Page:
In an ideal world the Tp OCs etc would be fitter than the blokes, leading from the front and all that hard on inducing stuff. In reality that is not normally the case. I have not met many young subbies that can turn their blokes inside out on the phys front. If you are one of the very few then apologies. However, a Tp OC should be able to motivate the lads under the most arduous of conditions. This still does not mean that you can take the Tp out on a PT session unless you have a PTI or you or one of your SNCOs / Offcrs is ETL trained.

The 70% of the fat lazy git thing means you can only run / tab etc at 70% of the afore mentioned fat gits fitness ( if ETL trained ).

For example if fat lad can run a mile in a maximum of 10 mins ( God forbid ) then the ETL trained personnel can only run a squad with him / her in it at 70% of that 10 min mile pace, so that would be a minimum time of 10 mins plus that 70% - whatever that works out to be!

If I've got the facts and figures wrong then PT Corps feel free to dry bum me!.
 
#13
tafftoff said:
IIRC, 70% of the most unfit twaats maximum effort.
What does this mean, GB? (Thanks for your response btw)

So platoon leaders don't train the soldiers. I may be opening a can of worms here, but in general, are officers fitter than their soldiers? I mean, in the RM the YO's complete the same course as the soldiers, except they have to do certain events in shorter times etc., thus ostensibly proving their physical superiority (for want of a better term) and vindicating their position of authority.

I realise that they aren't representative of army officers (not by a long shot), it's just...well... the OTC chaps in general seem to be terribly unfit. They certainly don't play any sport. I'm not trying to provoke anyone, just wondering what the story is, esp. considering that they don't lead PT etc.
Everyone, thought you may have realised this is a wah...

If it is not a wah, then Lt Taftoff sir, you are a dull **** with no knowledge of the army. I suggest you join it, keep your eyes open and learn about it; rather than trying to discuss it in a committee!

Edited by Mod
 
#14
Thanks for the clarification GB.

you are a dull cnut with no knowledge of the army
Thank you for your kind words Hellfyyr.

I realise that I have no knowledge of the internal workings of the army. That is why I am asking questions re. PT and other such issues.

I suggest you join it
I intend to.

Why do you think PO's post on this site? To preach about life in the army?
 
#15
tafftoff said:
Thanks for the clarification GB.

you are a dull cnut with no knowledge of the army
Thank you for your kind words Hellfyyr.

I realise that I have no knowledge of the internal workings of the army. That is why I am asking questions re. PT and other such issues.

I suggest you join it
I intend to.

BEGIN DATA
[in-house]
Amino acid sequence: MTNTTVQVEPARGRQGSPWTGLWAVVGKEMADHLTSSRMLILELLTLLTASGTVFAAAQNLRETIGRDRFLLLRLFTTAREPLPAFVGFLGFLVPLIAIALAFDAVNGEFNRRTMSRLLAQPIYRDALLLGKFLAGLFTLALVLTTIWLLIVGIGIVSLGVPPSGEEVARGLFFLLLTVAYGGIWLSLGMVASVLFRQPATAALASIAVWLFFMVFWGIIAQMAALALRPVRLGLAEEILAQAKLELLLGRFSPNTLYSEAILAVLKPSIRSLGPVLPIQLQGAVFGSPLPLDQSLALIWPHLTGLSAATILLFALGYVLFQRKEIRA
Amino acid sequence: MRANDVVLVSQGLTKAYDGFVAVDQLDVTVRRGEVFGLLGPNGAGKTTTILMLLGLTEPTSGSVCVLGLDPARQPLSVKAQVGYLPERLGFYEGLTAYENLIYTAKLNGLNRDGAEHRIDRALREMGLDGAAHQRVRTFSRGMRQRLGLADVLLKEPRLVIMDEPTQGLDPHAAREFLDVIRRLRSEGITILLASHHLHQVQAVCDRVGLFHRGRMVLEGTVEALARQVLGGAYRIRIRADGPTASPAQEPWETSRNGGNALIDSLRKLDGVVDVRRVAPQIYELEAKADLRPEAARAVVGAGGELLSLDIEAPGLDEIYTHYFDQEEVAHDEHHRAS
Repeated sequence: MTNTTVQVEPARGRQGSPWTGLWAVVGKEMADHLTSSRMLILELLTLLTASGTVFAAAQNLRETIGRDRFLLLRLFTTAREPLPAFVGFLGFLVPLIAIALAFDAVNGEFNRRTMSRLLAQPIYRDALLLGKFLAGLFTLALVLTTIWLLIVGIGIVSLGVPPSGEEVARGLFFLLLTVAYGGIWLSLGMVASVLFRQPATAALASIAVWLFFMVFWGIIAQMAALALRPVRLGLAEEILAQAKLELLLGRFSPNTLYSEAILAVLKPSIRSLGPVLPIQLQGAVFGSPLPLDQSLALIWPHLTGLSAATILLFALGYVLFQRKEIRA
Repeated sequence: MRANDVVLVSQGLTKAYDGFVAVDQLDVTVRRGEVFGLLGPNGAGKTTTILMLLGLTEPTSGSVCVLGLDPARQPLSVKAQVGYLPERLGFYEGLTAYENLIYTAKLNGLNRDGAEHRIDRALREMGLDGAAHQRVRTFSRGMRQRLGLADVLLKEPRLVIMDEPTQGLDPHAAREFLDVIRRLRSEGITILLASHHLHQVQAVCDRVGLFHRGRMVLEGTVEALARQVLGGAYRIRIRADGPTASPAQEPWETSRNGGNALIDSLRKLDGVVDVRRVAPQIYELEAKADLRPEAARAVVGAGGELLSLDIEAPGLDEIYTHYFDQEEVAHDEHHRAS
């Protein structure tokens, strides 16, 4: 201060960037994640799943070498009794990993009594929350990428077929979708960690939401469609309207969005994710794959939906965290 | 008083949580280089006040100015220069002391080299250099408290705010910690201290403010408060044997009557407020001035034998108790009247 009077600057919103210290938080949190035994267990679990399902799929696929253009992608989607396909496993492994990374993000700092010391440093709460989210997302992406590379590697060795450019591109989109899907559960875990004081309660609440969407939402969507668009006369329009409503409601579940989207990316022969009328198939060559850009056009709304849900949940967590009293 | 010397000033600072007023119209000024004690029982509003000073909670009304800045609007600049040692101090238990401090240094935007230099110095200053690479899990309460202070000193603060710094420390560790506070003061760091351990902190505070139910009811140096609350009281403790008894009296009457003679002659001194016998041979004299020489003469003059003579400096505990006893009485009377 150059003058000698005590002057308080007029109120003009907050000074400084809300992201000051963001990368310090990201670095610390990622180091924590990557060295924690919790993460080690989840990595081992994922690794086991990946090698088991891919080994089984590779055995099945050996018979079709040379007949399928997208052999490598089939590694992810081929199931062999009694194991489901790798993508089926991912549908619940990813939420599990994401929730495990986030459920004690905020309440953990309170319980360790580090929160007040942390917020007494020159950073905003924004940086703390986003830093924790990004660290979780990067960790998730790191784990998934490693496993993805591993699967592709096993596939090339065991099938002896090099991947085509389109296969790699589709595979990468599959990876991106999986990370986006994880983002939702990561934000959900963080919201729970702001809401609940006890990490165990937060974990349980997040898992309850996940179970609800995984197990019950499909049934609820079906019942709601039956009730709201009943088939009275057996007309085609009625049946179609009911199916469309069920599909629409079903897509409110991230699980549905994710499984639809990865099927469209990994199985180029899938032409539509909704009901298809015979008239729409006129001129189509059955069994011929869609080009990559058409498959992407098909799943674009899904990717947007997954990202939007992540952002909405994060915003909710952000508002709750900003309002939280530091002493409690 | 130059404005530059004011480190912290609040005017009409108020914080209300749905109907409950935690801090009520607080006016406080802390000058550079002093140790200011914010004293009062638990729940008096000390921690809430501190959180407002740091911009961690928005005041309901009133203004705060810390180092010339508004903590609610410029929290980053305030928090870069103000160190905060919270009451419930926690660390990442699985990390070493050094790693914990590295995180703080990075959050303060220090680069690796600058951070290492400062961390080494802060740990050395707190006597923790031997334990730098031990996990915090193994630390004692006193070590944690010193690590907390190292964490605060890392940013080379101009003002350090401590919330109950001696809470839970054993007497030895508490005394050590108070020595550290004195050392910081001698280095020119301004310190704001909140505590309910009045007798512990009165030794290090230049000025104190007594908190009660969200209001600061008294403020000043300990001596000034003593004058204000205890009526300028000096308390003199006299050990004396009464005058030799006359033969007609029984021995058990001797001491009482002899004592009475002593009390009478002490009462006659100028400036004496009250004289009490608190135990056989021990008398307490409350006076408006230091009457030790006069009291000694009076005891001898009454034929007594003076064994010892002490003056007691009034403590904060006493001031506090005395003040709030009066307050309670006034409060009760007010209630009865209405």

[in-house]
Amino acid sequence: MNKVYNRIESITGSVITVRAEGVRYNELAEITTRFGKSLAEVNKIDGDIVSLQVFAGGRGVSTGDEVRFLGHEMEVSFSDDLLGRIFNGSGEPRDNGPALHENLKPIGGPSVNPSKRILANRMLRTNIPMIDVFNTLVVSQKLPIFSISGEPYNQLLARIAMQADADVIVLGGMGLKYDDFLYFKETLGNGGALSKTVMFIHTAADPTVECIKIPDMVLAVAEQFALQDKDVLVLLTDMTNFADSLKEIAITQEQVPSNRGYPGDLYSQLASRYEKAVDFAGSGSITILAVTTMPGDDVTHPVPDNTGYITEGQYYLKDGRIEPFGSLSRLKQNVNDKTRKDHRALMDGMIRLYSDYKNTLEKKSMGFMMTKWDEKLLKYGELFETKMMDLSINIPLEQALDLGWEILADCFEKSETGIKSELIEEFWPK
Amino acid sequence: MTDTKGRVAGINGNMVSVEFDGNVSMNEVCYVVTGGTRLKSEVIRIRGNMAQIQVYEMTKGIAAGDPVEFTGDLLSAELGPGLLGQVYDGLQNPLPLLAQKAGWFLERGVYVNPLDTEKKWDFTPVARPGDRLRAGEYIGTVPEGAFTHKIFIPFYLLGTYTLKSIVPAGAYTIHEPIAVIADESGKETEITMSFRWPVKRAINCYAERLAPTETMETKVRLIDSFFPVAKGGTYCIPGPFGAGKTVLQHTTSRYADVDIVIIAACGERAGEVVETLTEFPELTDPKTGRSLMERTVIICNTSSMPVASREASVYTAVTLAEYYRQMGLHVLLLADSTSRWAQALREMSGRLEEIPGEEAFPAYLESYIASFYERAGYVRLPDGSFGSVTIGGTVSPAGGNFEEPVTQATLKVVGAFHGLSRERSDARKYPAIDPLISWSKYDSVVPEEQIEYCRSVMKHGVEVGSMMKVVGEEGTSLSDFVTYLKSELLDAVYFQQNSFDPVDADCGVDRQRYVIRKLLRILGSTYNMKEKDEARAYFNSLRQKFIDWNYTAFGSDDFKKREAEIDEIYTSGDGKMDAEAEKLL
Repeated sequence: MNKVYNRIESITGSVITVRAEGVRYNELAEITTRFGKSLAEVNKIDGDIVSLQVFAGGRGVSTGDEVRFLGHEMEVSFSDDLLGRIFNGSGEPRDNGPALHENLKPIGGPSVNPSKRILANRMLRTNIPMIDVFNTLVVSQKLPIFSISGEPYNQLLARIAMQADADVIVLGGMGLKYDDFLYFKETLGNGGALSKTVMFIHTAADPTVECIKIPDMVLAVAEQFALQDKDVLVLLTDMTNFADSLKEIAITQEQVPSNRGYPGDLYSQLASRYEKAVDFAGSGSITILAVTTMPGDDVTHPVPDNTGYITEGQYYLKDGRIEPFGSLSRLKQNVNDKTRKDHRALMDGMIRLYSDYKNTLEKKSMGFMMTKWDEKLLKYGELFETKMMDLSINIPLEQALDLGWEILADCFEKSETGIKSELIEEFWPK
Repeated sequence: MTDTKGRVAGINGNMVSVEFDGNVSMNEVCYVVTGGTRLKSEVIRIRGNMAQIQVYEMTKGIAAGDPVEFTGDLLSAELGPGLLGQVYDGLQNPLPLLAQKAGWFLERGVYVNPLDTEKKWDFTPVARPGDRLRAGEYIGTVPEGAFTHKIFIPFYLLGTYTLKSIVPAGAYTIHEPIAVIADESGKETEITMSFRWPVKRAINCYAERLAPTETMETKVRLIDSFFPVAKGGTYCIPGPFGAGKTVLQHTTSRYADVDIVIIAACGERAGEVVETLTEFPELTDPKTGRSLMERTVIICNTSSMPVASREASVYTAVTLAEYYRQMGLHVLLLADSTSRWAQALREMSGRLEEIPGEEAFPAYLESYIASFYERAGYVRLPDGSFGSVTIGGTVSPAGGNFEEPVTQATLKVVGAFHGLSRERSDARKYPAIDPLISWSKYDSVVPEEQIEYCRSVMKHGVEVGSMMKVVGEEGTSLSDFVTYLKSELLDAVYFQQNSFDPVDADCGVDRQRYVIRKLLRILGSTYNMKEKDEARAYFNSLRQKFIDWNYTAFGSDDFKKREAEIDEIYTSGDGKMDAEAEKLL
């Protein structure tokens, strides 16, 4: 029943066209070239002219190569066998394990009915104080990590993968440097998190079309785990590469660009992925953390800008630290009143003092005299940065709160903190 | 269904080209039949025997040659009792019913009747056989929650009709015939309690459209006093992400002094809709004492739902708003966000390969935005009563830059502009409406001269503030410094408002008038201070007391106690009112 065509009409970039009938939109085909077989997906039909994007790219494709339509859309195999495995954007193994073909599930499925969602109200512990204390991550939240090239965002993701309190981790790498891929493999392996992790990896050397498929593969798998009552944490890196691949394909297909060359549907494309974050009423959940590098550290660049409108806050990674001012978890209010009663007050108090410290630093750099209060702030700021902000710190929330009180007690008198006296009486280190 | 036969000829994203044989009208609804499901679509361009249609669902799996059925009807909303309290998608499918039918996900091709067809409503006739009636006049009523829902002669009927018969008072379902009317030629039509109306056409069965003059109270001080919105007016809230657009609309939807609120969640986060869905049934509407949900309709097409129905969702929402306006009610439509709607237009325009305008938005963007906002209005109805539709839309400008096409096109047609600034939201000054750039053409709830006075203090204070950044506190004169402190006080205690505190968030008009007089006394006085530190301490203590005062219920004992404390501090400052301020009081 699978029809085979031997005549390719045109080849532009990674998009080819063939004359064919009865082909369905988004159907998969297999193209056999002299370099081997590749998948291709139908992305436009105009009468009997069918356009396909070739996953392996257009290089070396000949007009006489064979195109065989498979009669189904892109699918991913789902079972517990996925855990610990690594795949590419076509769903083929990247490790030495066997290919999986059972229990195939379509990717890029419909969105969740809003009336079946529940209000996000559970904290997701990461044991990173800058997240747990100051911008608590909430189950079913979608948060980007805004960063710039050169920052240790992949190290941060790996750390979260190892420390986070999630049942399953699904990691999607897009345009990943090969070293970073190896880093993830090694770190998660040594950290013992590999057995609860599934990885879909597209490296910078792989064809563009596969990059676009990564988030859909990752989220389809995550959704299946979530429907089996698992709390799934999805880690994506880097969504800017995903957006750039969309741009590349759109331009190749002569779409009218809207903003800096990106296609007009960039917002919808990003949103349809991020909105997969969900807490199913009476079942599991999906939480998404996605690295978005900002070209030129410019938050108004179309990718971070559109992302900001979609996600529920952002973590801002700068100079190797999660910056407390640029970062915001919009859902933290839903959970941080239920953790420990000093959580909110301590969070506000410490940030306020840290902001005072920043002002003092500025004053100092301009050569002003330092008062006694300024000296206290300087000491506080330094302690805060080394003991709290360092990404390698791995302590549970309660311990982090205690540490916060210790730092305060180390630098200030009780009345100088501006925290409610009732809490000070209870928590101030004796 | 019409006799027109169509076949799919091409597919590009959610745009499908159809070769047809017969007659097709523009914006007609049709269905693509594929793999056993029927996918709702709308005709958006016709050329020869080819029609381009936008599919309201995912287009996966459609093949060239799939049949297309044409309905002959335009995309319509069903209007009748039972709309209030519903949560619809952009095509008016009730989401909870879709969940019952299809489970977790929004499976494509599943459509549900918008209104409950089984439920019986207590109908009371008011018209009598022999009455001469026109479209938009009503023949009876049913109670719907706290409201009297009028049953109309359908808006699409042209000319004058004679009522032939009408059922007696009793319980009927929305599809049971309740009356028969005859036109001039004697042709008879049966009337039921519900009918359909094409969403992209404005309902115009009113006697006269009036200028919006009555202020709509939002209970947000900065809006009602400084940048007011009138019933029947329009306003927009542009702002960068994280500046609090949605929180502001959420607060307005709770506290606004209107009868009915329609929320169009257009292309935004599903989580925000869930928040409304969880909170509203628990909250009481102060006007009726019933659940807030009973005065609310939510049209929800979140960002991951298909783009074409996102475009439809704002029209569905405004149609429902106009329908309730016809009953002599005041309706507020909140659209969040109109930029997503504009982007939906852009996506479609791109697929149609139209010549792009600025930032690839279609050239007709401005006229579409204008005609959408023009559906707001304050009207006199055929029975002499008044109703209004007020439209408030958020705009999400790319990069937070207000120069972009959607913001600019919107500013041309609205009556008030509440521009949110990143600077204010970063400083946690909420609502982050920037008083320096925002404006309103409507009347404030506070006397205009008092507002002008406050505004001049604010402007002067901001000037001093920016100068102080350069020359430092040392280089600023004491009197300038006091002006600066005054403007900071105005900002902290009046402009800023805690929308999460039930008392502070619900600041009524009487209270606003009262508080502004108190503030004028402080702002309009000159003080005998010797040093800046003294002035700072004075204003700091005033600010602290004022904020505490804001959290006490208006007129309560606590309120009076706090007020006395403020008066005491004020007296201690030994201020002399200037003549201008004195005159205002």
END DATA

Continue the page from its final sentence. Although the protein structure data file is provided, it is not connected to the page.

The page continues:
Why do you think PO's post on this site? To preach about life in the army?
You seem to be missing the point and reading between the lines, suggesting the Marines are superior in some way :roll:

My point, if you can be bothered to learn from someone senior, is that we will train you properly; no need to learn from the internet...
 
#16
Forgive me for pointing out a fact, i.e., the marine PO's have to complete the requisite fitness tests in shorter times than their men. They also complete these courses alongside them. I did not insinuate that the RM was superior in anyway, nor that I had any particular preference for their particular mode of training. If you took that the wrong way perhaps you should blame your own insecurities, not my curiosity.

My point, if you can be bothered to learn from someone senior, is that we will train you properly; no need to learn from the internet...

I don't doubt that the BA training is second to none. It is perfectly reasonable for someone to enquire about the specific nature of the role of officers, especially when the booklets and so forth that you get sent are generally vague -'As a BA soldier you have to be the best that you can be. As a BA officer you have to ensure that 30 soldiers can be the best they can be' etc. It is afterall a career, and it would be foolish to rush into it without first finding out what it entails.

Edited by Mod
 
#19
I think it's great that you intend to learn to lead men by pamphlet and conversation, more power to you my friend...

I personally would wait until I got to Sandhurst. Your comment about just trying to find out what happens would be fine, except you are going too far in depth, hence my advice. You also need to be a little less arrogant and people will not label you a dull cnut, well not so often anyway.
 
#20
tafftoff,

I do not think it is easy to consider RM YO trg and Army YO trg as alike. An essential difference exists between the two organisations (their ethos) that demands different things of their officers.

The Army's YO trg at Sandhurst satisfies the requirement the Army demands of its YOs. If you were to take the infantry as an example you would note that combined Ph1/Ph2 for soldiers takes approx 6 months. Whereas officer trg takes 12 months to complete the commissioning course, a further 3 months for the Pl Comds Battle Course and just less again for the Armoured Infantry Pl Comds Course.

Officers are not required to be the experts in particular fields (PT, Skill at Arms, Gunnery) and are more generalist in approach - the specialists are our JNCOs and SNCOs who officers command and in turn learn from. As a pl comd you would devise a trg prog (or have a coy one imposed on you) whereby the specialist subjects would be taught by a variety of subject matter experts - thus allowing you to lead your soldiers in the various disciplines.

Physically leading your soldiers is different from taking a lesson.